In all, Provivi focuses on five impacts as it tells its story. Here’s the Provivi pitch.

Natural. Harnessing the same pheromone molecules that insects use to communicate.

Effective. Patented technology that dramatically reduces pest populations and minimizes crop damage.

Safe. No harmful residues on crops and no side-effects to humans, beneficial insects (such as bees), or the environment.

Easy to Use. Fully compatible with existing delivery methods for large-field applications.

Affordable. Our pheromone-based practice is a cost-effective alternative to insecticides

The Bottom Line

Affordable. Effective. Safe, easy to use and natural. You probably couldn’t think up a more powerful combination of five terms for the advanced bioeconomy if you tried. Next steps are to proceed to deliver on that promise through scale-up, and more targets for more little critters.

At eHarmony, they say that Love is Closer then You Think. For these pesty insects, it looks like Provivi is making sure that it remains far, far away. Like a dating site run by Eeyore, Provivi is finding ways to make insects abandon the search for love. Seen at the insect level, it’s dystopian — but excellent news for growers and all of us who depend on nature’s bounty.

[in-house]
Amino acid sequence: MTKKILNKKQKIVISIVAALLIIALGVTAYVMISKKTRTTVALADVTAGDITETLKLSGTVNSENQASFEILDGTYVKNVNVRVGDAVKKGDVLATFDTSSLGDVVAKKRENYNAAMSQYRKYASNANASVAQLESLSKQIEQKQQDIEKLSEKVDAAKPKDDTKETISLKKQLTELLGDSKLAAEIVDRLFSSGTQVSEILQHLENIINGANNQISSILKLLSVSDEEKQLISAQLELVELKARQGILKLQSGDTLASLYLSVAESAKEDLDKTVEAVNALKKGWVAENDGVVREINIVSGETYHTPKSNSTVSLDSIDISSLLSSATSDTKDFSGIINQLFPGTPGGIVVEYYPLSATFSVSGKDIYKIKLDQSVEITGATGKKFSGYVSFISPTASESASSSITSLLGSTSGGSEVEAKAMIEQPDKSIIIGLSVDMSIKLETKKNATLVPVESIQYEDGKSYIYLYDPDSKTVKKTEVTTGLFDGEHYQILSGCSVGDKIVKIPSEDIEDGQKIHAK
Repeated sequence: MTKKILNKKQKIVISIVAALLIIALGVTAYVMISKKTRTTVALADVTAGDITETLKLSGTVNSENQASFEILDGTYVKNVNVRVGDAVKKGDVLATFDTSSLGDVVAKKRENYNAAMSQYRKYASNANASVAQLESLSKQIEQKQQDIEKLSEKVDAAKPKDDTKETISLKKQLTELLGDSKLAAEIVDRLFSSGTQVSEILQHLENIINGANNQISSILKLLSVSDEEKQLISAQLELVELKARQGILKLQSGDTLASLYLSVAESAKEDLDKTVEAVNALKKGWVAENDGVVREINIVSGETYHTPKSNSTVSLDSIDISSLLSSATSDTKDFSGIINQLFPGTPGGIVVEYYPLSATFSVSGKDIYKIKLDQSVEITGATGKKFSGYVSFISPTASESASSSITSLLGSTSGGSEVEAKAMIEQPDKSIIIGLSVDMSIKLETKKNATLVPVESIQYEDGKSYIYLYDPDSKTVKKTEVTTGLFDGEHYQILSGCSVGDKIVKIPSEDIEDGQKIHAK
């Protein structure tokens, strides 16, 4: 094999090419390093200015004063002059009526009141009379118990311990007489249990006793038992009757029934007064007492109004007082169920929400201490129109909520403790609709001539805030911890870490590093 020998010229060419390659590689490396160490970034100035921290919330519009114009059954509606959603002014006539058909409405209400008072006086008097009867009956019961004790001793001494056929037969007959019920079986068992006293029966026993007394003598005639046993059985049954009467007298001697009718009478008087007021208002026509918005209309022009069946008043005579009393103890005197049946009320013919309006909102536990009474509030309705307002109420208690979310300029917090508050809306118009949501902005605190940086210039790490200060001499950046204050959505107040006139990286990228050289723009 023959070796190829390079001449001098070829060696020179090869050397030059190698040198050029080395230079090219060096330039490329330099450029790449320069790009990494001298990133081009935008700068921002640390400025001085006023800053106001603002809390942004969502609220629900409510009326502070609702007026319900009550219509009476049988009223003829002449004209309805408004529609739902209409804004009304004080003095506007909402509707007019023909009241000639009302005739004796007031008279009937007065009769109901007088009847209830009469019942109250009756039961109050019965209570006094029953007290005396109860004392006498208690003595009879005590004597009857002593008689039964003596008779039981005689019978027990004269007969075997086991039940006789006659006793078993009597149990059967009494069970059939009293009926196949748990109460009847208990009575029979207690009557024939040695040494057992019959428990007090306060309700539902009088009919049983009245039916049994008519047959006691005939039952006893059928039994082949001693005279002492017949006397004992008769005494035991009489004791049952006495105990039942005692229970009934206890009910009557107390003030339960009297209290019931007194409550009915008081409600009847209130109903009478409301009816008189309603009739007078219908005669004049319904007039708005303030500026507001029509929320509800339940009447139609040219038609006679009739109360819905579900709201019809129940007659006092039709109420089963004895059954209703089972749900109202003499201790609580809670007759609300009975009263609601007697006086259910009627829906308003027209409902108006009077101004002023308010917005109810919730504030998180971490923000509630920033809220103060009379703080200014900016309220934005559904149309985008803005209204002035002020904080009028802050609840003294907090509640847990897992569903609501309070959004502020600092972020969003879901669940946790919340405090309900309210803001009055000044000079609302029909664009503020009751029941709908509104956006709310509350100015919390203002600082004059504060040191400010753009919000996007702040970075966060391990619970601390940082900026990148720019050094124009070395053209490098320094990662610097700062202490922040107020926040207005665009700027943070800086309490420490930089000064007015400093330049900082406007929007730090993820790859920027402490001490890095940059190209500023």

Reaction from the stakeholders

“This investment confirms the confidence that the industry has in Provivi’s technology,” said James Demetriades, Managing Partner of Kairos Ventures. “I am excited by Provivi’s continued progress in developing products which will improve the safety and sustainability of global food production.”

“We look forward to Provivi’s progress toward enabling pheromone applications for improved pest protection in row crops,” said Neal Gutterson, Vice President of Research & Development for DuPont Pioneer.

Print Friendly, PDF & Email


Category: Top Stories

Thank you for visting the Digest.